President Obama is scrapping the way President George W. Bush oversaw homeland security, and will incorporate domestic security officials into an expanded National Security Council.
The plan unveiled on Tuesday folds the White House Homeland Security Council, an advisory group created by Mr. Bush after the Sept. 11, 2001, attacks, into the National Security Council, which reports to Gen. James L. Jones, Mr. Obama’s national security adviser.
“The United States faces a wide array of challenges to its security,” Mr. Obama said in a statement, “and the White House must be organized to effectively and efficiently leverage the tremendous talent and expertise of the dedicated Americans who work within it.”
General Jones, in a briefing with reporters Tuesday, added: “There is no right hand, left hand anymore.”
The new configuration, he said, would “allow the president to make better decisions even more rapidly.”
The homeland security council will continue to be Mr. Obama’s first responder for natural disasters and other catastrophic events, White House officials said. But now homeland security council advisers will report to the National Security Council, and will have a seat at the table for meetings on national security issues.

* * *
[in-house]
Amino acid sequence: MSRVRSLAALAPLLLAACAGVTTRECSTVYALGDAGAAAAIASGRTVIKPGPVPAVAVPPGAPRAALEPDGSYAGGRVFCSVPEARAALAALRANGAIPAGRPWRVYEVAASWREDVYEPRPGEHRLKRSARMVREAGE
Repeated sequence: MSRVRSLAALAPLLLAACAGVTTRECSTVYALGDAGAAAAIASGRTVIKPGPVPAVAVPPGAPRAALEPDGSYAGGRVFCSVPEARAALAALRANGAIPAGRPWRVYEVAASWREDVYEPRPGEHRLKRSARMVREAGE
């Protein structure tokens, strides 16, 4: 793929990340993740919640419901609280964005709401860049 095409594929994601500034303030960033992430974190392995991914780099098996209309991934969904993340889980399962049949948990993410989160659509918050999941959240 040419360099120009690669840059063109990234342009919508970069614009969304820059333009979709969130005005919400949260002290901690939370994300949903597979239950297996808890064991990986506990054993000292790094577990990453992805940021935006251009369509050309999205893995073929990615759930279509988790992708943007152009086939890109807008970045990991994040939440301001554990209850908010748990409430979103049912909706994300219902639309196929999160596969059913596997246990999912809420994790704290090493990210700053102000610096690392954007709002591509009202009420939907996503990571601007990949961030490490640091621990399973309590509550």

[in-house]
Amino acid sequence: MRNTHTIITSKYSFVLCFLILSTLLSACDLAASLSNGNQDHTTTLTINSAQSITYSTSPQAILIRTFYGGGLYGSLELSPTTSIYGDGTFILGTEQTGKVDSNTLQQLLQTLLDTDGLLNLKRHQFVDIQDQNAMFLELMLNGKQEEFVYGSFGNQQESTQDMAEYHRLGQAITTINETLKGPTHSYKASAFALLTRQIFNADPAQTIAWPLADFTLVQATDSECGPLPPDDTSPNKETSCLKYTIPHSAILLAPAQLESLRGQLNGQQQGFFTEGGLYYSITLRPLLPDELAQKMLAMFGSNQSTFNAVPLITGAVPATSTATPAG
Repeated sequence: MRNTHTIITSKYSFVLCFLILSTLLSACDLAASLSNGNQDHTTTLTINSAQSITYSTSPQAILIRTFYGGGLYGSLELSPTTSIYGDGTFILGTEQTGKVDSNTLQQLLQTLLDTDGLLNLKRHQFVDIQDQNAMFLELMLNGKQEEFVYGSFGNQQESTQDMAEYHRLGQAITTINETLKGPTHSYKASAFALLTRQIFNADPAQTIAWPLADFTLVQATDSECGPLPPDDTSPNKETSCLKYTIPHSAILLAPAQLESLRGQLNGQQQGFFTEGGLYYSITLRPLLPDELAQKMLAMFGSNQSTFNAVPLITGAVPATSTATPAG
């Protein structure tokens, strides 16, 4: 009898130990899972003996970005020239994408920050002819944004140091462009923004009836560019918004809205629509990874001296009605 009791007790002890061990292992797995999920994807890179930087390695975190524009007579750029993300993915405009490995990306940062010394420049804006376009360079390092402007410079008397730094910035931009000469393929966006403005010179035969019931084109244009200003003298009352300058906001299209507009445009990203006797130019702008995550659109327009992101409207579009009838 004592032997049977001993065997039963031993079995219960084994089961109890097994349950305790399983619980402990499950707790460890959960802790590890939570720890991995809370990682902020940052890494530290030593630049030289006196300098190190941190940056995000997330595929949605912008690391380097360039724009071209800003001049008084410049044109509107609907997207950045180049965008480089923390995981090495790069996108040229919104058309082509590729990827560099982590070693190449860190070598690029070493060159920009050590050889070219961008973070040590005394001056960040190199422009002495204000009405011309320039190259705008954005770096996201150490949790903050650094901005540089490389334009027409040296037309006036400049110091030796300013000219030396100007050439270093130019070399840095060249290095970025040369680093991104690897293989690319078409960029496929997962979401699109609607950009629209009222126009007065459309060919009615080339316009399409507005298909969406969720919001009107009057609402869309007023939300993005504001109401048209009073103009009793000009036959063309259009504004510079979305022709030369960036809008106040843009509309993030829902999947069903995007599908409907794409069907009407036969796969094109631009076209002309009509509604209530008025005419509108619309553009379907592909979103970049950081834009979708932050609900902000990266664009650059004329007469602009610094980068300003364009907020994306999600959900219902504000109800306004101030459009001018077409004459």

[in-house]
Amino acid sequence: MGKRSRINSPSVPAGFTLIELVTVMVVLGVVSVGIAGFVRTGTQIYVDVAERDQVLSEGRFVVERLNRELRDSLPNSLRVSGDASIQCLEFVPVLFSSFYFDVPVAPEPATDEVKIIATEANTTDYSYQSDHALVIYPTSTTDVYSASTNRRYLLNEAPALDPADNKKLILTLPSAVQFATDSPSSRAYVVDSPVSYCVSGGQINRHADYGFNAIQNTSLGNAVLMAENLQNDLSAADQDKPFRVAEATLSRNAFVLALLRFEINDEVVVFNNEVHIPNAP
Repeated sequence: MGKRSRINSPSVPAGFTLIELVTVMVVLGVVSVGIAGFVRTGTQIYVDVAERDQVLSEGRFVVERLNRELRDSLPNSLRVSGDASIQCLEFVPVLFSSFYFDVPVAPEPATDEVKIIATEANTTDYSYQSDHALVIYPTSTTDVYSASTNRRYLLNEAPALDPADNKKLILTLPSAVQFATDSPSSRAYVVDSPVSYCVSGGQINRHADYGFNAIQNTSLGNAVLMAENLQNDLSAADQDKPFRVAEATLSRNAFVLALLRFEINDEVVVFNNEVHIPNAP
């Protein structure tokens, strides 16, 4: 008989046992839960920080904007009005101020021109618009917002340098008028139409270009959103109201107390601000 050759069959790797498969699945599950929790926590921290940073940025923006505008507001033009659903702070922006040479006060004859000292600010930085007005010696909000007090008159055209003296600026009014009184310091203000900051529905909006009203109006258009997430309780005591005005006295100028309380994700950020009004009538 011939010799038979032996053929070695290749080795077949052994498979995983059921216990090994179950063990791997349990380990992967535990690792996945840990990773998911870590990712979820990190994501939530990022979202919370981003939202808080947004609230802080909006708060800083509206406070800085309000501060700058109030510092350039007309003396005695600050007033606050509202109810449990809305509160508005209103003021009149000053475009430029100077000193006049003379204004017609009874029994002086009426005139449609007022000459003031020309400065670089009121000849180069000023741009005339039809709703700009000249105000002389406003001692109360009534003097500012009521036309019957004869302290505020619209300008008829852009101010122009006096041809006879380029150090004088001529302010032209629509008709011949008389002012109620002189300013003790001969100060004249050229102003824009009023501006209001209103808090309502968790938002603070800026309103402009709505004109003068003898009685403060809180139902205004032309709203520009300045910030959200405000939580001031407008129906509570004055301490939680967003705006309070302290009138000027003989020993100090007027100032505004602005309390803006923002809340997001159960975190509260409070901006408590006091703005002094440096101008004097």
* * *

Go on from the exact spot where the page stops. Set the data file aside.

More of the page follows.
The council is separate from the Cabinet-level Homeland Security Department, which is not affected by Tuesday’s announcement.
“The idea that somehow counterterrorism is a homeland security issue doesn’t make sense when you recognize the fact that terror around the world doesn’t recognize borders,” General Jones said.
He said Mr. Obama’s homeland security adviser, John Brennan, would strive to make sure that both domestic and foreign policy advisers worked closely on counterterrorism.
Mr. Obama ordered a 60-day review of the homeland security apparatus in February, and General Jones has been up front in wanting to see a more expansive security structure, with an enlarged National Security Council that would address broad issues of cybersecurity, drug trafficking by terrorists, arms proliferation and other issues.
At a time when Republicans have been increasingly critical of Mr. Obama’s handling of national security issues like terrorism suspects and the prison at Guantánamo Bay, Cuba, White House officials are taking pains to avoid looking like they are downgrading domestic security as a priority. Some White House officials had initially discussed getting rid of the homeland security council altogether.
But that council will continue to exist under the new plan.
House Republican staff members said they did not expect the reorganization to draw much fire from their bosses.
In his statement, Mr. Obama said, “These decisions reflect the fundamental truth that the challenges of the 21st century are increasingly unconventional and transnational, and therefore demand a response that effectively integrates all aspects of American power.”